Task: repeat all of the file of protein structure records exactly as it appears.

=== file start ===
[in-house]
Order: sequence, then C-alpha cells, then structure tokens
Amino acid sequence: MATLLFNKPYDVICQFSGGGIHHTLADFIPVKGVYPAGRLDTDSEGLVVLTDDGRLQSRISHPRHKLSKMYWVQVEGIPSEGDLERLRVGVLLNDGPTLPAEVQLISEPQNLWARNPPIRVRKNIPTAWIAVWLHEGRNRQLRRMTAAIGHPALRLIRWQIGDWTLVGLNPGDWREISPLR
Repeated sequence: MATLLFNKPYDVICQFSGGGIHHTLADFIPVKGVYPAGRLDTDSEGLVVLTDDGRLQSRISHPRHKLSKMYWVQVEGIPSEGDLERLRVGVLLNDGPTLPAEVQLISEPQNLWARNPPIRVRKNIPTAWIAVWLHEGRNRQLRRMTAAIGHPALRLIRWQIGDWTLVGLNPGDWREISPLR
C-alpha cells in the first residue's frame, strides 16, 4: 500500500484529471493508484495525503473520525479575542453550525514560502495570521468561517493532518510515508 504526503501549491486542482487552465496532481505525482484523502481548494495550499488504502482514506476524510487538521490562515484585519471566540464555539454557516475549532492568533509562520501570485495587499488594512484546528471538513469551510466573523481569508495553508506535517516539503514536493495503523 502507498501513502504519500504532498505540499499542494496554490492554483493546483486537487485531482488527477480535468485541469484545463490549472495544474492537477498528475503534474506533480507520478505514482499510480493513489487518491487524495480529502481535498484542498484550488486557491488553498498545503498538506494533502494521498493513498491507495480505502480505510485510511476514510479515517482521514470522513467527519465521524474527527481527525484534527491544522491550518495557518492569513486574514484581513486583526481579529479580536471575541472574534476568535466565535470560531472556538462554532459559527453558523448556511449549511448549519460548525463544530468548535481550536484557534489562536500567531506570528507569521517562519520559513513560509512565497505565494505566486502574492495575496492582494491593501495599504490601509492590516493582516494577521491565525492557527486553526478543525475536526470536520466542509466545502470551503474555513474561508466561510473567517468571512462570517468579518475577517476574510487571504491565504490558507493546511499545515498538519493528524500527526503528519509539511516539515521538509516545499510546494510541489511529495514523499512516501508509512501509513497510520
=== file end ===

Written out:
[in-house]
Order: sequence, then C-alpha cells, then structure tokens
Amino acid sequence: MATLLFNKPYDVICQFSGGGIHHTLADFIPVKGVYPAGRLDTDSEGLVVLTDDGRLQSRISHPRHKLSKMYWVQVEGIPSEGDLERLRVGVLLNDGPTLPAEVQLISEPQNLWARNPPIRVRKNIPTAWIAVWLHEGRNRQLRRMTAAIGHPALRLIRWQIGDWTLVGLNPGDWREISPLR
Repeated sequence: MATLLFNKPYDVICQFSGGGIHHTLADFIPVKGVYPAGRLDTDSEGLVVLTDDGRLQSRISHPRHKLSKMYWVQVEGIPSEGDLERLRVGVLLNDGPTLPAEVQLISEPQNLWARNPPIRVRKNIPTAWIAVWLHEGRNRQLRRMTAAIGHPALRLIRWQIGDWTLVGLNPGDWREISPLR
C-alpha cells in the first residue's frame, strides 16, 4: 500500500484529471493508484495525503473520525479575542453550525514560502495570521468561517493532518510515508 504526503501549491486542482487552465496532481505525482484523502481548494495550499488504502482514506476524510487538521490562515484585519471566540464555539454557516475549532492568533509562520501570485495587499488594512484546528471538513469551510466573523481569508495553508506535517516539503514536493495503523 502507498501513502504519500504532498505540499499542494496554490492554483493546483486537487485531482488527477480535468485541469484545463490549472495544474492537477498528475503534474506533480507520478505514482499510480493513489487518491487524495480529502481535498484542498484550488486557491488553498498545503498538506494533502494521498493513498491507495480505502480505510485510511476514510479515517482521514470522513467527519465521524474527527481527525484534527491544522491550518495557518492569513486574514484581513486583526481579529479580536471575541472574534476568535466565535470560531472556538462554532459559527453558523448556511449549511448549519460548525463544530468548535481550536484557534489562536500567531506570528507569521517562519520559513513560509512565497505565494505566486502574492495575496492582494491593501495599504490601509492590516493582516494577521491565525492557527486553526478543525475536526470536520466542509466545502470551503474555513474561508466561510473567517468571512462570517468579518475577517476574510487571504491565504490558507493546511499545515498538519493528524500527526503528519509539511516539515521538509516545499510546494510541489511529495514523499512516501508509512501509513497510520